Update: I returned the following spring, and the food was even better. The only pain was the woman outside who wanted to evangelise me, even though she spoke bugger-all English.

06/11/2009

Oslo: Indian House

Filed under: Eating out — Tags: , , , , — Feòrag @ 12:36

Oslo is the most expensive city I’ve ever visited, more so even than Tokyo. Never mind that beer that’s worth drinking is about £9 a pint, my native guide informed me that if I could find a main course for less that 100 Kr., that would be regarded as incredibly cheap.

On arrival, I didn’t have much time to decide where to eat, so we decided to play safe(-ish) and go for a curry. A quick search indicated that Indian House (Fred Olsens Gt. 11) had a reasonable vegetarian selection and it was close to the tram from our hotel, and the pub where we’d arranged to meet a friend. I had the mixed vegetable pakora to start, and followed it with Rajmah Masala – a red kidney bean curry. We were warned that Norwegian tastes tended to the bland, and they offered to make the dishes a little hotter for us.

I’d neglected to ask for no dairy (I was knackered, okay?) so the pakora came with a yoghurt sauce as well as a very tangy tamarind one. Okay, that was my fault, but the bigger surprise was discovering that cheese is apparently a vegetable as the pakora were cauliflower and paneer. I invoked travel rules, and made a mental note to check next time. I think the restaurant might make their own paneer, as it had a much better texture than the commercial stuff. The main course had been made hotter by simply adding chili. As the other spices were also under-represented, this just led to an unbalanced flavour, with the chilli dominating everything. Pity, as the dish is one of the standards that is rarely served in British curry shops.

To continue the bad start to the trip, the pubs we were hunting, Gambrinus, was not at the address we had for it, and there was no evidence that there had every been anything other than a jewellery shop there. Our friend had found an alternative address, but that was occupied by a loud rock bar. This suited us fine, and the beer wasn’t entirely bad (Leffe Bruin and Bedweiser Budvar in bottles) or excessively expensive so we stayed there.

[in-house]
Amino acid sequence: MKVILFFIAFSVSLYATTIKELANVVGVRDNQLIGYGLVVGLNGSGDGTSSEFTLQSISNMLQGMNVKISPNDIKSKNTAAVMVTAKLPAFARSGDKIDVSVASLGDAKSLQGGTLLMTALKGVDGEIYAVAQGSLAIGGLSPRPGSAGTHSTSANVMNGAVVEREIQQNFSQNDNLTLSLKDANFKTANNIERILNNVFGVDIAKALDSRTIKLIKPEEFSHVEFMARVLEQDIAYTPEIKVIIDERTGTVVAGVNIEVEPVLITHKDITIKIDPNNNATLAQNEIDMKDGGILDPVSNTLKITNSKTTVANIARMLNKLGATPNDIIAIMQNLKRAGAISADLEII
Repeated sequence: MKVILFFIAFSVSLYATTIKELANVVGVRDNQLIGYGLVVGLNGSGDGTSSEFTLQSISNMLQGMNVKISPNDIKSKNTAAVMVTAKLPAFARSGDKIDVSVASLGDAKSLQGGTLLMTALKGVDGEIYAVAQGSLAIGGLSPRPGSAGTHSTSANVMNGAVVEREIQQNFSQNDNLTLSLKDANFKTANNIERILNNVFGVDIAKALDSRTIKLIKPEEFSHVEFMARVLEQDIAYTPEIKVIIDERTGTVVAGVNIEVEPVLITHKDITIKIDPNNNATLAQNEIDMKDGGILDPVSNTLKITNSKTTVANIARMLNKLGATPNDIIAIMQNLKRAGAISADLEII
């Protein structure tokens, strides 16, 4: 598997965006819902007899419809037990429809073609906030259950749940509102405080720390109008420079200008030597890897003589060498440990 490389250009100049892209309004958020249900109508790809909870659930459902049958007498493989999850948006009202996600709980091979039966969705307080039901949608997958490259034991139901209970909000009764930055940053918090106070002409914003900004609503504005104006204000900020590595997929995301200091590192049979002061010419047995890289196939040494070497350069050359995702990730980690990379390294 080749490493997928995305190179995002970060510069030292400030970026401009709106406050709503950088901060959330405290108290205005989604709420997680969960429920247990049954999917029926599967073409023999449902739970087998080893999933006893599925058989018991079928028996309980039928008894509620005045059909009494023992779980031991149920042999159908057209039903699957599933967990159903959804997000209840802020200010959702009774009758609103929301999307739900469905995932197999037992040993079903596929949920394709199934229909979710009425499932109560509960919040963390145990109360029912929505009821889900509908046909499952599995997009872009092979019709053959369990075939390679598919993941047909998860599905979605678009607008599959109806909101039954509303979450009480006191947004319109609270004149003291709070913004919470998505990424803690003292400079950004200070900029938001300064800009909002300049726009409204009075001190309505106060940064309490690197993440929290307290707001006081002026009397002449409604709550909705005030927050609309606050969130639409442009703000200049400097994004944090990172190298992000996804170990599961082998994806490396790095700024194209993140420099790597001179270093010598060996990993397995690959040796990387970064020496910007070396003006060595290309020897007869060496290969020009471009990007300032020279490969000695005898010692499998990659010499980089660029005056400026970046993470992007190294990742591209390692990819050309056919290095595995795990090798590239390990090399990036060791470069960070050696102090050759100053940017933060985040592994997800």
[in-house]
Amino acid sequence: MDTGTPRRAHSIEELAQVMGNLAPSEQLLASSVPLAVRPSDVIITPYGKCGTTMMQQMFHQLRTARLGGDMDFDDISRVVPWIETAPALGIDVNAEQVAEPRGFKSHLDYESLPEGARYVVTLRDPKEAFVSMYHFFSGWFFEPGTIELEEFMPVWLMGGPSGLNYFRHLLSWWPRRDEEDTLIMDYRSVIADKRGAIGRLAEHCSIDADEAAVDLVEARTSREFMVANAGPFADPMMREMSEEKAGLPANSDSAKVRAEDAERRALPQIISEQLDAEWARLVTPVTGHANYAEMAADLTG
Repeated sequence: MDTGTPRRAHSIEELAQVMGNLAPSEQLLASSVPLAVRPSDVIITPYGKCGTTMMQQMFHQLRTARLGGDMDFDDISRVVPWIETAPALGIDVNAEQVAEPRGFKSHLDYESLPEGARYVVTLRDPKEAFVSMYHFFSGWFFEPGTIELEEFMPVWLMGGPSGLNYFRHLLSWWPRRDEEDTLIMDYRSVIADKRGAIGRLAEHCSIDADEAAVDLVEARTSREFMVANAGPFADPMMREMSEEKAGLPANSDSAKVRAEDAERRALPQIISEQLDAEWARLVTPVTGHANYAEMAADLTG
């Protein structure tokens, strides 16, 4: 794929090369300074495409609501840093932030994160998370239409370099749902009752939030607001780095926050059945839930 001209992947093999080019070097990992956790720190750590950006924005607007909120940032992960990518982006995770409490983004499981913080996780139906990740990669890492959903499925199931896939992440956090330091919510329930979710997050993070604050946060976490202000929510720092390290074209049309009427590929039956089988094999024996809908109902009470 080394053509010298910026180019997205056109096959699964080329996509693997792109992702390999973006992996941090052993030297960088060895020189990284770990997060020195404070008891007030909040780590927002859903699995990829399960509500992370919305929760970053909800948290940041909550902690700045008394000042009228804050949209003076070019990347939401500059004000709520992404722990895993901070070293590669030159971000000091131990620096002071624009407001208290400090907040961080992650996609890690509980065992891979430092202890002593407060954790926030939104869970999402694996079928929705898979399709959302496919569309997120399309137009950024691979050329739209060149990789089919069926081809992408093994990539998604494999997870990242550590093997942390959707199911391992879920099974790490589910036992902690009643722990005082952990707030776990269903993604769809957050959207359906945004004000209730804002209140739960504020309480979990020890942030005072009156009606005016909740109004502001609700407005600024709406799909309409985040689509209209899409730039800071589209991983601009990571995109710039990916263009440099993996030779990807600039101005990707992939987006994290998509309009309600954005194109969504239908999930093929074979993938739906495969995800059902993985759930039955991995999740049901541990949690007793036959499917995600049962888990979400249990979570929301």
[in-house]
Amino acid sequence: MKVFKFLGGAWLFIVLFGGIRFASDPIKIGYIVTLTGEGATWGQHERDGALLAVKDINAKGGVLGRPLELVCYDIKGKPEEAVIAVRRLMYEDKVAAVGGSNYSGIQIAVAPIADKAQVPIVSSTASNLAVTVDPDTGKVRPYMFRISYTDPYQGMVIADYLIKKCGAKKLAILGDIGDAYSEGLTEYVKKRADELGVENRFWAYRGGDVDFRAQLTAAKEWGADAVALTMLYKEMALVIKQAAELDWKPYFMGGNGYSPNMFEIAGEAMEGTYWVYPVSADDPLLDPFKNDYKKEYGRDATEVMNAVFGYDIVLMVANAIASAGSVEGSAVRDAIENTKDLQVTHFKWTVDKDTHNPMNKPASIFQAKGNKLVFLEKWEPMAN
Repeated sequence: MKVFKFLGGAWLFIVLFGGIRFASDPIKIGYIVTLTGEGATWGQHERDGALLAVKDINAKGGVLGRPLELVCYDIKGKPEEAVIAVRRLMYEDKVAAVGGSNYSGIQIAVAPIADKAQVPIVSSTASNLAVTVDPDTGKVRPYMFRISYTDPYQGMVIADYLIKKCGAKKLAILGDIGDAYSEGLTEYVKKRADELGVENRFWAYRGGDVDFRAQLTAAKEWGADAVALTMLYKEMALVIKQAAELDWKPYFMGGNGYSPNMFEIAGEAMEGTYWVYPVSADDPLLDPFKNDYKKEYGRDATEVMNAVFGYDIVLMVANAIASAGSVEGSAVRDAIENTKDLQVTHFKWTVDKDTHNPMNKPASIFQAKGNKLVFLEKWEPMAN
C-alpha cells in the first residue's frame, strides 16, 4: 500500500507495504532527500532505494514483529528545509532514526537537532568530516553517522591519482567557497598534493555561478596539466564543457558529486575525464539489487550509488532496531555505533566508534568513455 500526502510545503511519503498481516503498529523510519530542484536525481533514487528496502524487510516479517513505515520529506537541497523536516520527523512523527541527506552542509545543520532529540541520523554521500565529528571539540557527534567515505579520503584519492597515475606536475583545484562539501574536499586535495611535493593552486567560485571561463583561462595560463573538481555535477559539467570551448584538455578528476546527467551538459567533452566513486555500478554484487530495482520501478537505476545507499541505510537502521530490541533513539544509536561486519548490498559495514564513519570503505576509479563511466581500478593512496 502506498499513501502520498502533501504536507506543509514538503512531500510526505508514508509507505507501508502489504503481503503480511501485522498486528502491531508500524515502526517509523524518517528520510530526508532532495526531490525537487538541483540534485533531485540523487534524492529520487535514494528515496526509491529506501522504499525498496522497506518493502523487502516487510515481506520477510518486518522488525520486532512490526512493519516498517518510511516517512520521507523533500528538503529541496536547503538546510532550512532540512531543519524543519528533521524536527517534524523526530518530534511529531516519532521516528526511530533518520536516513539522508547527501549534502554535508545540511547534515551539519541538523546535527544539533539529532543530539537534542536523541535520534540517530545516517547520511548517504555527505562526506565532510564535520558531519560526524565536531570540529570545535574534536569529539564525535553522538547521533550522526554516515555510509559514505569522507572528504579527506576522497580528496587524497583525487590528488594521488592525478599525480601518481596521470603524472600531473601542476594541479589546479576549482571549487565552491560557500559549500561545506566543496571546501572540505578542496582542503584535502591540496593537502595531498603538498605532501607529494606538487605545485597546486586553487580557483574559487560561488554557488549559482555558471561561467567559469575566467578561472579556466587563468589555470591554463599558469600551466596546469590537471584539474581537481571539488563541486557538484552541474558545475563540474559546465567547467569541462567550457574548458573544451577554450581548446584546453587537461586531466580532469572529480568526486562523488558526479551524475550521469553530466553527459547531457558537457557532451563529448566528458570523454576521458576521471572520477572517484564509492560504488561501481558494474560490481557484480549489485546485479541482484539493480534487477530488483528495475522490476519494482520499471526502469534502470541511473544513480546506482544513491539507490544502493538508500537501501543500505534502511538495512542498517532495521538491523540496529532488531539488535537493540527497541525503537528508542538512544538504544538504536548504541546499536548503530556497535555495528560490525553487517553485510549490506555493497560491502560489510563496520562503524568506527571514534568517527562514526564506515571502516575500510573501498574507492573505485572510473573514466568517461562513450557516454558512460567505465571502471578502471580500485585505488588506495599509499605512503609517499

07/07/2009

London: Eat and Two Veg

Filed under: Eating out — Tags: , , , , — Feòrag @ 13:01

Note: this restaurant has now closed down. Bugger.

Look at all that lovely spinach!

Look at all that lovely spinach!

Last week, at home in Edinburgh, my partner and I had been pondering where to go for breakfast that could both cater to me, and keep himself happy. We forgot about the one place that has build-your-own breakfasts (the Auld Hoose) and so ended up having something completely different instead.

This week, we were in London, so things should have been better. I admit I’m surprised that Eat and Two Veg was the only place coming up on searches to do vegan breakfasts, but it wasn’t too much out of the way, so we went along.

It fit the bill. I got a completely vegan breakfast which consisted of some grilled smoked tofu, beans, mushrooms, toast, lots of spinach –something I’ve only seen in Australia (and one posh cafe in Belfast) before — and half a large, half-cooked tomato, which got handed over to my partner before I took the photograph. I like raw tomatoes, and ones that are thoroughly cooked, but there’s a halfway stage I really dislike, and it seems to be a standard part of cooked breakfasts. Fortunately, he likes them that way. He got his eggs, (veggie) sausage etc. We both came out satisfied and happy. There was neither too little nor too much food, it was nicely cooked, although the toast was more like warm bread, and it tasted great.

Vegan breakfast choices could have been improved if they used vegan sausages, and the main menu looked almost bereft of vegan options. We’ll go back, but only for breakfast.

Eat and Two Veg, 50 Marylebone High St, London, UK, London W1U 5HN. (Warning: the restaurant website is all Flash, so presumably they do not welcome customers with visual disabilities).

01/07/2009

A couple of scary links

Filed under: Eating out, Products — Tags: , , — Feòrag @ 08:42

A vegan blogger in LA decided to go completely over-the-top and test food from their local allegedly-vegan eateries, and the results were terrifying. 10 of the restaurants came out okay, with no evidence of contamination with egg, caesin or shellfish in their food. Most of the others showed some contamination, usually egg (which is an especial problem for me), but one of them was a massive FAIL!, with the blogger concluding that it might be deliberate deception rather than accidental cross-contamination.

The main problem seems to lie in fake meats imported from Taiwan, where the labelling rules are less strict than in the US (or Europe) for that matter. The ingredients lists are usually translated directly from those on the packaging for the local market. The good news is that the Taiwanese government is aware of the problem and is in the process of implementing some of the strictest laws in the world regarding the packaging and labelling of vegetarian food. The Taiwanese “meats” might be dodgy right now, but in a few months things will be much better.

The other link is to a site which is the antithesis of vegan, but is still interesting from a general foodie point of view. The author of Fancy Fast Food takes standard meals from fast food places and messes around with the presentation to make them look like haute cuisine. Nothing is added to the meals to achieve this except the occasional simple garnish.

22/06/2009

Israeli anarcho-vegans

Filed under: Eating out — Tags: , , — Feòrag @ 14:10

There’s a chance I might get to go to Tel Aviv next year. I doubt I’ll have any particular trouble finding food there, but I will make sure to visit this place.